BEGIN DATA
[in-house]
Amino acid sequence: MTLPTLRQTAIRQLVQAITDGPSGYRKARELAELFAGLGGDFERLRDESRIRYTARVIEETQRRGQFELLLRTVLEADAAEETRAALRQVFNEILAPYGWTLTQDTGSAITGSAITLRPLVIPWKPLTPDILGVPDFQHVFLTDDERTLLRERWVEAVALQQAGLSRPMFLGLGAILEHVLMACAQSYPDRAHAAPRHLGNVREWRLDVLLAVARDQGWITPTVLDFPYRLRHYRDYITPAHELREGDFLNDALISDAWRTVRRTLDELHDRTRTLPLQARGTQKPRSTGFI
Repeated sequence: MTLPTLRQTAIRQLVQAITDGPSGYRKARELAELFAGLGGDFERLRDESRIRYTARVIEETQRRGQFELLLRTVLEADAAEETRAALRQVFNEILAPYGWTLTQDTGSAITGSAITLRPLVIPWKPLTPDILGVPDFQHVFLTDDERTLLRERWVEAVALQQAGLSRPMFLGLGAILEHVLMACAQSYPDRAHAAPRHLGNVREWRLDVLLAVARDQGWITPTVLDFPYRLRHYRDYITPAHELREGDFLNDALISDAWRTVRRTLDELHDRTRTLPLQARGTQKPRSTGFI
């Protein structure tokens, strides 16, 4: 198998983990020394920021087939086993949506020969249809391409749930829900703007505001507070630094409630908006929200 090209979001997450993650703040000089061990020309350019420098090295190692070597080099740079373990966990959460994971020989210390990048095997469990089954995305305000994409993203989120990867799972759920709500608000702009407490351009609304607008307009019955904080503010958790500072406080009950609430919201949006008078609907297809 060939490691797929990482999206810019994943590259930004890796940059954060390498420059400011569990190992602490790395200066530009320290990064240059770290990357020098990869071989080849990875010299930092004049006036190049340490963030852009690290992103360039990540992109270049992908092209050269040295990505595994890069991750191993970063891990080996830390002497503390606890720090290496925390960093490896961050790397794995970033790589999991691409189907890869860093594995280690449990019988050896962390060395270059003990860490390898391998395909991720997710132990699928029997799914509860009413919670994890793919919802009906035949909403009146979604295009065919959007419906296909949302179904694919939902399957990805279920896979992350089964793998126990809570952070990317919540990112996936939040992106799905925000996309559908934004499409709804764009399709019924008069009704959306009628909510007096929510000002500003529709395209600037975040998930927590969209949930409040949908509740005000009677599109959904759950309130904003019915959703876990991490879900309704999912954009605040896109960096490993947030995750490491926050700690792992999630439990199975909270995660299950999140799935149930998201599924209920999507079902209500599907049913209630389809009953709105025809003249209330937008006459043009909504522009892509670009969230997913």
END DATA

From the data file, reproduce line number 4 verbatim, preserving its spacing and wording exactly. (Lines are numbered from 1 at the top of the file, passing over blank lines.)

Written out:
């Protein structure tokens, strides 16, 4: 198998983990020394920021087939086993949506020969249809391409749930829900703007505001507070630094409630908006929200 090209979001997450993650703040000089061990020309350019420098090295190692070597080099740079373990966990959460994971020989210390990048095997469990089954995305305000994409993203989120990867799972759920709500608000702009407490351009609304607008307009019955904080503010958790500072406080009950609430919201949006008078609907297809 060939490691797929990482999206810019994943590259930004890796940059954060390498420059400011569990190992602490790395200066530009320290990064240059770290990357020098990869071989080849990875010299930092004049006036190049340490963030852009690290992103360039990540992109270049992908092209050269040295990505595994890069991750191993970063891990080996830390002497503390606890720090290496925390960093490896961050790397794995970033790589999991691409189907890869860093594995280690449990019988050896962390060395270059003990860490390898391998395909991720997710132990699928029997799914509860009413919670994890793919919802009906035949909403009146979604295009065919959007419906296909949302179904694919939902399957990805279920896979992350089964793998126990809570952070990317919540990112996936939040992106799905925000996309559908934004499409709804764009399709019924008069009704959306009628909510007096929510000002500003529709395209600037975040998930927590969209949930409040949908509740005000009677599109959904759950309130904003019915959703876990991490879900309704999912954009605040896109960096490993947030995750490491926050700690792992999630439990199975909270995660299950999140799935149930998201599924209920999507079902209500599907049913209630389809009953709105025809003249209330937008006459043009909504522009892509670009969230997913």